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People waited to vote in Tempe, Ariz.

Olivier Touron/AFP/Getty Images

Stock-index futures were rising again early Wednesday morning, as investors settle in for a vote-counting process that is expected to stretch into at least another day.

Markets whipsawed back and forth for much of Tuesday night, but futures’ latest gains suggest that traders aren’t particularly concerned that there won’t be a quick resolution of the 2020 U.S. election. An extended vote means more uncertainty for investors in a tumultuous period for the markets.

Futures tied to the tech-heavy Nasdaq 100, in particular, were sharply higher—at one point rising 4%.

Initial results from several states showed a tight electoral-college race. Michigan, Georgia, Wisconsin, Arizona, and Pennsylvania were living up to their reputations as battleground states. Final tallies from those and other states were unlikely to come before Wednesday morning. And without those electoral votes, it won’t be possible to declare a presidential winner either.

Around 12:30 a.m. Wednesday, Biden addressed a car rally in Wilmington, Delaware, and said it could take some time before a result was declared in several states. “We believe we’re on track to win this election,” he said.

Trump tweeted that he would make a statement Wednesday. “We are up BIG, but they are trying to STEAL the Election,” Trump tweeted after Biden had finished speaking. “We will never let them do it. Votes cannot be cast after the Poles are closed!”

Following a solid rally Tuesday, S&P 500 and Dow Jones Industrial Average futures had both been up about 1% early in the evening, then dipped into negative territory as early state polls closed and pointed to a tight race. But as the night continued, futures rallied again. Shortly after 1 a.m. Eastern time on Wednesday, S&P 500 futures pointed to a 0.7% gain at Wednesday’s open, while Nasdaq 100 futures were up 2.2%.

Other assets suggested a flight-to-safety trade was underway, thoughy less strongly than earlier in the night. The U.S. dollar surged—weighing on commodities prices—and government bond yields were lower. Yields fall as prices rise.

By 1 a.m. Wednesday, the Associated Press had declared President Donald Trump the winner in 23 states worth 212 electoral votes, including Tennessee, Indiana, South Carolina, and Missouri. Vice President Joseph Biden has been declared the winner in New York, Illinois, New Jersey, California, and 15 other states plus Washington D.C., for a total of 223 electors. The first candidate to 270 electoral votes wins.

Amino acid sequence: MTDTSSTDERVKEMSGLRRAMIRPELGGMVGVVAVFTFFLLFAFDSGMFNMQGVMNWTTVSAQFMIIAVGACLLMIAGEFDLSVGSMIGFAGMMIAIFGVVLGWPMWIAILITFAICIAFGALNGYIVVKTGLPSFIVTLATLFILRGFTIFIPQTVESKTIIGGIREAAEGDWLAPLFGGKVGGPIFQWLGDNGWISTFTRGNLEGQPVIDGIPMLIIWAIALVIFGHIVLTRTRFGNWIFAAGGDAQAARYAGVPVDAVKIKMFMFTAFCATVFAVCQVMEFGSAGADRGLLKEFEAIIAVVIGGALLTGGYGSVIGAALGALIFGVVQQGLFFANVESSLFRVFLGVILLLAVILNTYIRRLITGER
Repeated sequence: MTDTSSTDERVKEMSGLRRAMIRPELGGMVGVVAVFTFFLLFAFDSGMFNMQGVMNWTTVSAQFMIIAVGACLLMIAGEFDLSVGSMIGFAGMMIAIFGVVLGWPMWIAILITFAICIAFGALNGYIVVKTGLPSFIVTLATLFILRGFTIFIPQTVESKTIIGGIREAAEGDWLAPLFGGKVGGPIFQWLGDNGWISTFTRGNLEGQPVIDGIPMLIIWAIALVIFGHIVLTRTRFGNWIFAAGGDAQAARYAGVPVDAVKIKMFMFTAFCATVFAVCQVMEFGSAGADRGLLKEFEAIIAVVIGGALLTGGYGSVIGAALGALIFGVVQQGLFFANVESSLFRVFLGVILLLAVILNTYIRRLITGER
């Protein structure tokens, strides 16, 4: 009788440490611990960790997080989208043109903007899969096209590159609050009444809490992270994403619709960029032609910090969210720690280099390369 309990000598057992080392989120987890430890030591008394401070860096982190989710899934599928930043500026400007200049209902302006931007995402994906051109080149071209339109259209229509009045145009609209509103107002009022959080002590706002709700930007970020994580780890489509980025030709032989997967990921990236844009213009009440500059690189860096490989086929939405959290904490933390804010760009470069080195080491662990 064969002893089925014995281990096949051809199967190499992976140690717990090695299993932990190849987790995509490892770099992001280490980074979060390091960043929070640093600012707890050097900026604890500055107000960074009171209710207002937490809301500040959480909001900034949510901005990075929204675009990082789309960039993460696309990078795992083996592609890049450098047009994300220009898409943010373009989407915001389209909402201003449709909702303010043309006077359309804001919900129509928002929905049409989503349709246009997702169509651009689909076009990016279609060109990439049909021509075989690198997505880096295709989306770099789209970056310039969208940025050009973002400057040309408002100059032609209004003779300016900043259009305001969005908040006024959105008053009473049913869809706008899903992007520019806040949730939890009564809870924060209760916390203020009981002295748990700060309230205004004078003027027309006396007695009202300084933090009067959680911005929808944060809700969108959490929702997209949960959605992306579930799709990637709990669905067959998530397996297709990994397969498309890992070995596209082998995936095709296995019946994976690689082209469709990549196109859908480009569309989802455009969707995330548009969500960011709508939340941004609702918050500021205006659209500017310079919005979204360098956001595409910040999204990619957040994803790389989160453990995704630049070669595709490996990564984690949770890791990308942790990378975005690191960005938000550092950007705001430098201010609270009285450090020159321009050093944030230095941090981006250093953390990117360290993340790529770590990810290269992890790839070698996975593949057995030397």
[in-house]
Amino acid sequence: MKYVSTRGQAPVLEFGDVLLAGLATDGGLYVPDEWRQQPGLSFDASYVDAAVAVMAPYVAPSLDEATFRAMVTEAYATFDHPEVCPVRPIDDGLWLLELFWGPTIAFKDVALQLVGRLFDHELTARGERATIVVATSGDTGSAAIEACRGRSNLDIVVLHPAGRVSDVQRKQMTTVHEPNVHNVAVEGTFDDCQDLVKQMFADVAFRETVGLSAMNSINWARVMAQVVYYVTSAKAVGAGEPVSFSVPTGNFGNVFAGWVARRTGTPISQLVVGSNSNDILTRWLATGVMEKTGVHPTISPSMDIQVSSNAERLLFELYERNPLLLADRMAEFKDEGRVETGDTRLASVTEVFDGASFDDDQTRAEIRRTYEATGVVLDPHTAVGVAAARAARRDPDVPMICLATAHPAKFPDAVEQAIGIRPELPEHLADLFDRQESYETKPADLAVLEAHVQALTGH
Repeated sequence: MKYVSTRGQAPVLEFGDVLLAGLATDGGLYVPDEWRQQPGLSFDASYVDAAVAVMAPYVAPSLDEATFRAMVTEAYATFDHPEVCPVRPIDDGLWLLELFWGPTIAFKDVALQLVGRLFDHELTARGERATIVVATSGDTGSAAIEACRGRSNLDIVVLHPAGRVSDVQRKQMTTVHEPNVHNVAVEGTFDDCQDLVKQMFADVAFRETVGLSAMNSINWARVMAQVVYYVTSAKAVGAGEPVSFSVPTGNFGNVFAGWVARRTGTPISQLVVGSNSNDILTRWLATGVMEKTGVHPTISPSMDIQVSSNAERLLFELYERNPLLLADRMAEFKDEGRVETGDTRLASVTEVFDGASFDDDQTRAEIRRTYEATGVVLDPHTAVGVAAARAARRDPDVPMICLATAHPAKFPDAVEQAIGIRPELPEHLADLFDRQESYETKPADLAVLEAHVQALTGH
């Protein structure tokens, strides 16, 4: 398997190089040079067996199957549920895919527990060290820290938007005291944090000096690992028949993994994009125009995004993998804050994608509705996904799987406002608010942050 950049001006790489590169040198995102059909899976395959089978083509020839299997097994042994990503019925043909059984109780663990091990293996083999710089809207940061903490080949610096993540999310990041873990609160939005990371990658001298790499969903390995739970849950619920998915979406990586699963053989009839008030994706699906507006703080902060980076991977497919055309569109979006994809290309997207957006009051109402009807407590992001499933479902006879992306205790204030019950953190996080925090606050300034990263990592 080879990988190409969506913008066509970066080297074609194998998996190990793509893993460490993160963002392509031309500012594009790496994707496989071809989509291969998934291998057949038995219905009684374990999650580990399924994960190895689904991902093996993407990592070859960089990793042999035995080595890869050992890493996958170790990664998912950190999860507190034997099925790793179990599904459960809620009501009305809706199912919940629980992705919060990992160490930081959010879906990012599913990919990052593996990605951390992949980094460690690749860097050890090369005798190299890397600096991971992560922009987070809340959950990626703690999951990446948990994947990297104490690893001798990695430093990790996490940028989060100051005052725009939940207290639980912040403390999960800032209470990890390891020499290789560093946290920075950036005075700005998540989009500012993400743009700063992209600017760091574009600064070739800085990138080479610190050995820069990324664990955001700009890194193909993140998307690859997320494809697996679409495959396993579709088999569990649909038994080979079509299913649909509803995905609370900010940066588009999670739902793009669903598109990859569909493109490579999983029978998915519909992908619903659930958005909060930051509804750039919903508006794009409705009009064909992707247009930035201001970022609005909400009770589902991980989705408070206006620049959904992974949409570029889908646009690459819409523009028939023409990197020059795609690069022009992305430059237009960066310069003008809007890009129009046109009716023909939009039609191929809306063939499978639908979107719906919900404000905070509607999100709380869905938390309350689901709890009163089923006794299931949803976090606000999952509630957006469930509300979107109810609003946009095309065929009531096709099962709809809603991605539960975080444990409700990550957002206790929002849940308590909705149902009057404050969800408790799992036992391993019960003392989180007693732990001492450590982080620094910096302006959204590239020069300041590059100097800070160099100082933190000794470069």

Futures tied to the CBOE Volatility Index, or VIX, first rose more than 3%, then fell by a similar amount, an indication that expectations for market volatility increased, and then diminished.

Stock indexes in Asia were mostly up. Australia’s ASX All Ordinaries and China’s Shanghai Composite were just above even, while Hong Kong’s Hang Seng rose after opening down, and South Korea’s Kospi Composite and Taiwan’s Taiex extended gains. Japan’s Nikkei 225 was sharply higher, up more than 2% on Wednesday, after being closed on Tuesday.

The projected results appeared to be much closer than polls ahead of Election Day suggested they would be. Biden held a 7-point national vote lead over Trump on Tuesday, according to an average of polls from Real Clear Politics. Poll averages also had Biden slightly ahead in the crucial states of Florida, Pennsylvania, Wisconsin, Michigan, North Carolina, and Arizona.

Control of Congress is also on the ballot, with tight Senate races in states including North Carolina, Iowa, Arizona, Maine, and Alabama. Democrats are projected by the AP to flip a seat in Colorado, with former governor John Hickenlooper prevailing over Republican incumbent Sen. Cory Gardner. In Alabama, Republican Tommy Tuberville was projected to prevail over incumbent Democrat Doug Jones. A Georgia senate race appeared likely to go to a runoff.

Democrats are heavily favored to maintain their majority in the House of Representatives.

Some 100 million voters cast their ballots before election day in 2020, a record by a mile. Close races may take longer to declare winners, while some states only began counting absentee ballots on election day. If the electoral-college count comes down to a handful of votes, it make take several days to declare a winner. The stock market won’t like that uncertainty.

The S&P 500 surged 1.8% on Tuesday, to stretch its gain this week to over 3%. The Dow Jones Industrial Average rose 515 points, or 1.9%, while the Nasdaq Composite added 1.8%.

The gains this week follow a volatile and wobbly stretch for the market—not uncommon in the months leading up to an election. The S&P 500 and Nasdaq Composite are each down more than 3% since Labor Day, while the Dow has slipped 4.3%. Rising coronavirus cases in Europe and the U.S., fiscal stimulus wrangling, and an eventful third-quarter earnings season have contributed to big daily moves in both directions in recent weeks.

Write to Nicholas Jasinski at